Politics

THE STATE HOUSE

"Having lived in Boston two years, ... not writing a line for any newspaper, nor seeking political associations of any kind, nor thinking of politics more than every tolerably well-informed person, ... I was elected by my fellow-citizens of that place to represent them in the General Court of the Commonwealth, for the years 1842 and 1843."
--A Letter to a Friend, 1850.

In 1841, Palfrey was elected as one of 35 Whig representatives from Boston to the Massachusetts General Court (the state legislature). He became chair of the House Standing Committee on Education and worked closely with Horace Mann, the secretary of the state Board of Education. In spite of his party's conservative economic policy, he was able to get legislation passed that continued support for the state teachers' schools and established libraries in each school district.

Though he had no trouble winning re-election in 1842, his party lost to the Democrats and his second term had several legislative disappointments. Instead of running again for the House in 1843, he sought a state appointment; when the Whigs regained control, he was appointed Secretary of the Commonwealth. In spite of his own financial situation (he was unable to find tenants for Hazelwood and the family could no longer afford to live in Boston), he kept his own salary constant while increasing those of his clerks. His duties were ceremonial (open the legislature, accompany the governor on trips) and record-keeping. His statistical tables set a new standard for Massachusetts, he organized the state's Revolutionary War records to facilitate answering pension claims, and he organized and indexed the 14,000 volumes and 40,000 pamphlets that comprised the state's printed records. He served as Secretary until 1847.

 

THE HOUSE OF REPRESENTATIVES

"He is a learned man. It is a feast to sit down and chat with him on any moral subject. ... He knows nothing about politicks, but is exceedingly interesting on morals, religion, and science. I am honored to call him my friend."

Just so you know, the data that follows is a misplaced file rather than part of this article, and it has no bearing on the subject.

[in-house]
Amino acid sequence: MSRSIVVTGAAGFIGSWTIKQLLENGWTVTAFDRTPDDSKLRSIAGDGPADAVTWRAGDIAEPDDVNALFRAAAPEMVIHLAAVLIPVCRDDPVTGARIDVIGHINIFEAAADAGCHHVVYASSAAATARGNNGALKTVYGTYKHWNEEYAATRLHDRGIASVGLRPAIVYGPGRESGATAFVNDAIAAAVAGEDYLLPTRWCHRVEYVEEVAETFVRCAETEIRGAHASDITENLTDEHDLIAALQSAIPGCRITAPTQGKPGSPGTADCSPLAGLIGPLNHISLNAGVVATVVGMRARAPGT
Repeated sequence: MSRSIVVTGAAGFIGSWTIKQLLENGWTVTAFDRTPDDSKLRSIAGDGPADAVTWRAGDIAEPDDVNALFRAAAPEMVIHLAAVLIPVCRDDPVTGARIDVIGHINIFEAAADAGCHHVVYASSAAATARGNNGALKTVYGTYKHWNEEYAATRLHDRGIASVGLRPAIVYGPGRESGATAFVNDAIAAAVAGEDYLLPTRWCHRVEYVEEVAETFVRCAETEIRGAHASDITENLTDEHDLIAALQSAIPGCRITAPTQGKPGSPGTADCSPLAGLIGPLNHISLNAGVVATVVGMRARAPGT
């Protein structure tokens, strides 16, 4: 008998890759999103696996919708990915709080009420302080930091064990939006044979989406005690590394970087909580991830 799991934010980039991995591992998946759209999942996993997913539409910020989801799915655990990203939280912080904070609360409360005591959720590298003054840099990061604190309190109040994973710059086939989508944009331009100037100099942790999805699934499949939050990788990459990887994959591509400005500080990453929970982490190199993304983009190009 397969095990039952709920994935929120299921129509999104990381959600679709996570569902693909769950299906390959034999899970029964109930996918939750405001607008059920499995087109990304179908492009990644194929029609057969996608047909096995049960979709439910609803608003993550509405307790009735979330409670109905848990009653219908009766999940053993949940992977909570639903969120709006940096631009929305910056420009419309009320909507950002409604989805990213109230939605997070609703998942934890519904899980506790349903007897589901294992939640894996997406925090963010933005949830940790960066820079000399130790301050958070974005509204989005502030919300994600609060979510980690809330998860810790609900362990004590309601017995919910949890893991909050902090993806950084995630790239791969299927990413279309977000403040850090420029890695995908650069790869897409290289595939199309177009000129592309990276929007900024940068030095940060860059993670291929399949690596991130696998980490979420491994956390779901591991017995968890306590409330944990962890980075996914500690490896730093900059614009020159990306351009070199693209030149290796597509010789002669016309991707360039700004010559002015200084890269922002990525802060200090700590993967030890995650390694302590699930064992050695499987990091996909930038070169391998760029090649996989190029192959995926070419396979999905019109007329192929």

--Joshua Giddings, Letter to his wife, Jan. 30, 1848

Palfrey was elected in 1846 to serve (in 1847-48) as representative in the U.S. House of Representatives from the Fourth Congressional district. The Whig party was beginning to divide over the issue of slavery, but there were enough "conscience Whigs" in Middlesex County to elect him in a run-off election. By aligning himself with anti-slavery forces, Palfrey had alienated himself from many of the more conservative "cotton Whigs" in Boston who had previously supported him. In Washington, Palfrey was part of a small circle of anti-slavery congressmen (including Giddings) who met frequently.

"I do not believe it is good policy for the slaveholders to let their neighbors hear them talk of disunion. Unless I read very stupidly the signs of the times, it will not be the Union they will thus endanger, but the interest to which they would sacrifice it. If they insist that the Union and Slavery cannot live together, they may be taken at their word, but it is the union that must stand."
--Speech of Mr. Palfrey, of Massachusetts, on the Political Aspects of the Slave Question (1848)